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Brookfield Place John Moore/Getty Images

How a Startup is Helping Retail Landlords, Tenants Arrange Short-Term Leases

The London-based Appear Here is the retail real estate business’ latest effort to help the brick-and-mortar channel stay relevant.

Men’s sportswear retailer Rhone recently participated in a growing retail trend. It booked a one-year, 368-sq.-ft. space in Brookfield Place, the retail concourse in New York City (still locally referred to as the World Financial Center), after renting space in three other shopping centers for even shorter terms.

In previous eras of retail leasing, a young company in a competitive segment such as apparel might not have hoped to attain such a deal. Yet these are extraordinary times in retailing. Bankruptcies and store closures are on the rise for anchors and specialty tenants, including the apparel sector, putting pressure on retail landlords to keep their common areas bustling with shoppers.

Rhone booked the short-term lease through Appear Here, an online global marketplace that brokers short-term retail space between retail brands and landlords. The London-based company is a global marketplace for short-term leases, the kind of tenancy agreements that can include pop-up shops, seasonal spaces and special events around brand marketing efforts.

The London-based Appear Here is the retail real estate business’ latest effort to help the brick-and-mortar channel stay relevant in an era where titans such as and Walmart continue to gobble up market share.

Appear Here works with about 2,000 landlords, currently lists about 4,500 exclusive retail spaces, and 150,000 brands have signed up to use the service, including such major brands as Spotify and Tory Burch, according to Appear Here CMO and New York General Manager Elizabeth Layne. Since April 2017, Appear Here has seen a 56.6 percent increase in demand from brands that are searching for retail space. That represents about $138 million in monthly demand for business, compared with $33 million in 2017, Layne said.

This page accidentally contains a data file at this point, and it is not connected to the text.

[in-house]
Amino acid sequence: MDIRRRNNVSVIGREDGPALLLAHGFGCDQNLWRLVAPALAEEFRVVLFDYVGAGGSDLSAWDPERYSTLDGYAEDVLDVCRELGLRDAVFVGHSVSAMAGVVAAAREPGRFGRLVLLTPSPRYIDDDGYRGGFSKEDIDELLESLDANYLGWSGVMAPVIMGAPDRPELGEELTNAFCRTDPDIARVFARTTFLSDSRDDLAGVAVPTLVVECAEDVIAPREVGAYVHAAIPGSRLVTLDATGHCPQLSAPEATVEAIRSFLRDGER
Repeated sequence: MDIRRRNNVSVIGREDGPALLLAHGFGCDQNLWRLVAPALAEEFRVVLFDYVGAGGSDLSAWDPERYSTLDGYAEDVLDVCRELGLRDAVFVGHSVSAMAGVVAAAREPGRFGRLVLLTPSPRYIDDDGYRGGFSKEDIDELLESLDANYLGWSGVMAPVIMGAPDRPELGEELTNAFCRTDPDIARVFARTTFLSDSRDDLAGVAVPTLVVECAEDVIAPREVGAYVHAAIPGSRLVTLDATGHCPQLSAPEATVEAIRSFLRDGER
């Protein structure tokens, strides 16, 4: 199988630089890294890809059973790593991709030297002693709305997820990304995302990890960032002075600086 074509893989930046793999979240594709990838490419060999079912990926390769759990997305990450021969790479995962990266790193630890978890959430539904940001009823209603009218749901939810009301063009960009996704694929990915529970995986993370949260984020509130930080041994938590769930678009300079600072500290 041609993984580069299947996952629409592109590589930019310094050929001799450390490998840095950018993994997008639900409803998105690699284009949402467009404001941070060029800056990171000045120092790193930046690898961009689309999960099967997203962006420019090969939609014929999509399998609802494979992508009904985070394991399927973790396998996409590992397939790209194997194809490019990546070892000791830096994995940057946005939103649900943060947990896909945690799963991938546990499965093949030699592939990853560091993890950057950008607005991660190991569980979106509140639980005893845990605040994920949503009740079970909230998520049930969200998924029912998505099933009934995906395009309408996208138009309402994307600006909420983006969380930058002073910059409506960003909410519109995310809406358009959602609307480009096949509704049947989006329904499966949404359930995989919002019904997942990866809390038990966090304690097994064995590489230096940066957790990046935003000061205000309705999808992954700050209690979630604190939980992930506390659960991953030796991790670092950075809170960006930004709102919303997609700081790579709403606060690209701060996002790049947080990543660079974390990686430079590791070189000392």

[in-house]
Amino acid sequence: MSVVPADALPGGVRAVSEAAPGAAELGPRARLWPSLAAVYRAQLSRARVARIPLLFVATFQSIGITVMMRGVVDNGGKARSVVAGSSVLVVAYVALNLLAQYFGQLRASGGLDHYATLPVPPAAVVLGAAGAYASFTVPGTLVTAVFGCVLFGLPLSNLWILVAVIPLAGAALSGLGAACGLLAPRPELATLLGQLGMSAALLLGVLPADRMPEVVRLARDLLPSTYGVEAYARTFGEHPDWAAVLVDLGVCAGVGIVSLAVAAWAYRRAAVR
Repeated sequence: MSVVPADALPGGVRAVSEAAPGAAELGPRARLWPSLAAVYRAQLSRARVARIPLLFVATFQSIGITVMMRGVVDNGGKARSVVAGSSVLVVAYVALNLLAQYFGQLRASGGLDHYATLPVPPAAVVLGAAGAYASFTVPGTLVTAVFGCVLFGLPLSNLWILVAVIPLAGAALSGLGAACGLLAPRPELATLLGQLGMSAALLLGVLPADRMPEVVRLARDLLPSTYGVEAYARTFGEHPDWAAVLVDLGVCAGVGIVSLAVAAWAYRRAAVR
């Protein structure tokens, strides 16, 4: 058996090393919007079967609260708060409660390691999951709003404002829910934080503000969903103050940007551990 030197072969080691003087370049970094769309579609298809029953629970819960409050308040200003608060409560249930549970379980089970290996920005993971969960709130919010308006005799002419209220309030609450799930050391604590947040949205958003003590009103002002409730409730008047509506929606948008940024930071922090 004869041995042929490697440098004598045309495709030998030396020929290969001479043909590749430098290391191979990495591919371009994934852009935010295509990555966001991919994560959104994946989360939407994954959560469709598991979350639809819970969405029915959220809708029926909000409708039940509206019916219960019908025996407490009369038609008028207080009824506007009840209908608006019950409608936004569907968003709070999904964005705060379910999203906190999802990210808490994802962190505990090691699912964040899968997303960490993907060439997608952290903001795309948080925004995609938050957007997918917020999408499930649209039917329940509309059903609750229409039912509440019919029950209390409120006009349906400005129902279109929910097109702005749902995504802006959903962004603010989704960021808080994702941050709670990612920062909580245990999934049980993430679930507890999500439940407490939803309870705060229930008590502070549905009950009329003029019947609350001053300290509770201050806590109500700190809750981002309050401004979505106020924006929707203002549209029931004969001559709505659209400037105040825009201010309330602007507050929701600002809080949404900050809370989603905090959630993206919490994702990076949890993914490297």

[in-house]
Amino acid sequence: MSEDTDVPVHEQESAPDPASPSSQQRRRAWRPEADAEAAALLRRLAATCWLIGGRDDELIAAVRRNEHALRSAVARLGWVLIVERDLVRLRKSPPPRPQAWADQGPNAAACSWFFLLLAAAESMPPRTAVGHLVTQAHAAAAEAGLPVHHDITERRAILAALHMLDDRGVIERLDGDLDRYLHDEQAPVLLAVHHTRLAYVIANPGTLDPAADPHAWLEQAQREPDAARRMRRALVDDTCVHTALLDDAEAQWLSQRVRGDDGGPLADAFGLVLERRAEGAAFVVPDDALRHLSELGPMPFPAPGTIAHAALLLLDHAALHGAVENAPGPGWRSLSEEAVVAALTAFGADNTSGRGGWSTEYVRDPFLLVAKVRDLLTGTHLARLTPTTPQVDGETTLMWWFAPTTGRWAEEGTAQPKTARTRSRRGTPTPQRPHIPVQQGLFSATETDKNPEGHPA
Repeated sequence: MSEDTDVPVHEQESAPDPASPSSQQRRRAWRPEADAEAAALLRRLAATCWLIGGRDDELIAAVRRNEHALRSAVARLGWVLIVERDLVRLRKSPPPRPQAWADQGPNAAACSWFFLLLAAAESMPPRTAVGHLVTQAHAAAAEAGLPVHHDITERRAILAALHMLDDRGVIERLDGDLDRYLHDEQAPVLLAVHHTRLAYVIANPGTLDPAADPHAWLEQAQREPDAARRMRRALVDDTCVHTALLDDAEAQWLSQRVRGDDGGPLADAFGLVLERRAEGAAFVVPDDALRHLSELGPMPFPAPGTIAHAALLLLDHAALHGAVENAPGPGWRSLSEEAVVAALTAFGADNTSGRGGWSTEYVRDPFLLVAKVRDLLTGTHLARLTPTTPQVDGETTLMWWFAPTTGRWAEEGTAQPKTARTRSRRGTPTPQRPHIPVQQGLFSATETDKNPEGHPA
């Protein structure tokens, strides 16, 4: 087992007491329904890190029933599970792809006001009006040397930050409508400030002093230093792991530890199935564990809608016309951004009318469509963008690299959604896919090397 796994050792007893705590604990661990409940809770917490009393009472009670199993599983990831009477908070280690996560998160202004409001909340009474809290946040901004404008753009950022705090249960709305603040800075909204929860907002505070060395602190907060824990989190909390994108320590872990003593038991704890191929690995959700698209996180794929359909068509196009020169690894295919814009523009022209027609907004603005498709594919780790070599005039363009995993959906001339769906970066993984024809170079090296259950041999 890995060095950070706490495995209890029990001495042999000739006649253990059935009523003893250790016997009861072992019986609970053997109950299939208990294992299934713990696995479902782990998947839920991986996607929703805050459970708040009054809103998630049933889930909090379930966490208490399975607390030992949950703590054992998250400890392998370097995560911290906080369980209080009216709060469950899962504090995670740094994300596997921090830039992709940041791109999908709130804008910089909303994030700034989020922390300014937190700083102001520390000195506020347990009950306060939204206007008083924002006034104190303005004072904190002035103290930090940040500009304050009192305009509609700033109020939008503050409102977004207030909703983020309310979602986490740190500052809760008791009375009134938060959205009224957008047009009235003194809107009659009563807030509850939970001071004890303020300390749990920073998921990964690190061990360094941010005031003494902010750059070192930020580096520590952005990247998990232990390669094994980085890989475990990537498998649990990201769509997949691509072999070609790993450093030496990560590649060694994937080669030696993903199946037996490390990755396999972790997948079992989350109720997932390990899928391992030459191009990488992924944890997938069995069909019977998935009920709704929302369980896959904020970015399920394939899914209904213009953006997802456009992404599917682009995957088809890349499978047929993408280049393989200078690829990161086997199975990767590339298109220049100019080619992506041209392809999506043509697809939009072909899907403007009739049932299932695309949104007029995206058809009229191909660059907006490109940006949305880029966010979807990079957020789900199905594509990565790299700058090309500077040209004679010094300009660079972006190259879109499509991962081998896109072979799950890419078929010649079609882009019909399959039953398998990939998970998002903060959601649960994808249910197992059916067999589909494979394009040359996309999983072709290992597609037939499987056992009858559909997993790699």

Appear Here has already earned the nickname “the Airbnb of retail.”

“We see ourselves as a solution for retailers and brands,” Layne said. “The problem is that retailers have changed, but the [leasing] model hasn’t. The traditional model takes weeks. Our average booking takes a few days, and the fastest one booked in a few minutes.”

Technology, and e-commerce in particular, is usually blamed for causing waves of store closures and displacing retailers from their traditional brick-and-mortar spaces. Retail real estate experts say that this time, however, Appear Here is giving landlords a chance to play an important role in the next wave of technological change that will affect them directly instead of being several steps behind the rival’s every advance. 

“Landlords are under enormous pressure to keep these malls full,” said Jan Kniffen, CEO of J. Rogers Kniffen Worldwide Enterprises, a New York City-based equity research and financial management consulting firm specializing in retail. “If they can reach more likely tenants with deals that work for the landlords, then hell yes, it’s going to work.”

Kniffen added that Appear Here has already done about $2 billion in business. (Appear Here declined to confirm that figure.)

A welcome partner, not a threatening disrupter

In the retail leasing eco-system, traditional brokers like CBRE appear to be more exposed to any potential shakeups from Appear Here’s business model.

More likely, says Anthony Buono, global president of retail for CBRE, is that the venture capital-backed startup is more likely to carve out a comfortable niche for itself and help retailers take advantage of a more opportunistic leasing environment, rather than shake up the current system.

Also, CBRE expects rent growth to increase, even for markets outside of gateway cities, as demand for space outpaces supply. Non-gateway markets such as Atlanta, Houston and Nashville should see rent growth of at least 2.5 percent over the next five years, according to findings in CBRE’s 2018 U.S. Real Estate Market Outlook for Retail.

“At CBRE for the U.S., Canada and Latin America we will do 14,000 leases this year,” Buono said. “Appear Here is, on a contextual basis, a very interesting service, but it is quite small when you look at the broader marketplace today.”

The company launched the service in February 2013 serving retail marketplaces in London and Paris. Then in April 2017 it launched its service in New York through several partnerships with traditional landlords and brokerage firms. Simon worked with Appear Here to launch The Edit@Roosevelt Field, a platform to sign retailers up to leases in 20-sq.-ft. to 200-sq.-ft. spaces, in Roosevelt Field according to a company statement. Appear Here also works with other major landlords such as Macerich.

“When onboarding a new landlord, we ask what brand [landlords] are looking for. That is part of the guidelines,” Layne said. “They might not know the brand that is best for their space. We help guide them.”

Appear Here aims to make the tenant booking process as short as possible, Layne said. The company has a dashboard where they can approve landlords quickly, and provides its own licensing agreement documentation.

“We will follow the demand of our platform in addition to retail trends,” Layne said. “We have our sights set on the West Coast in the near future.”

TAGS: Leasing News
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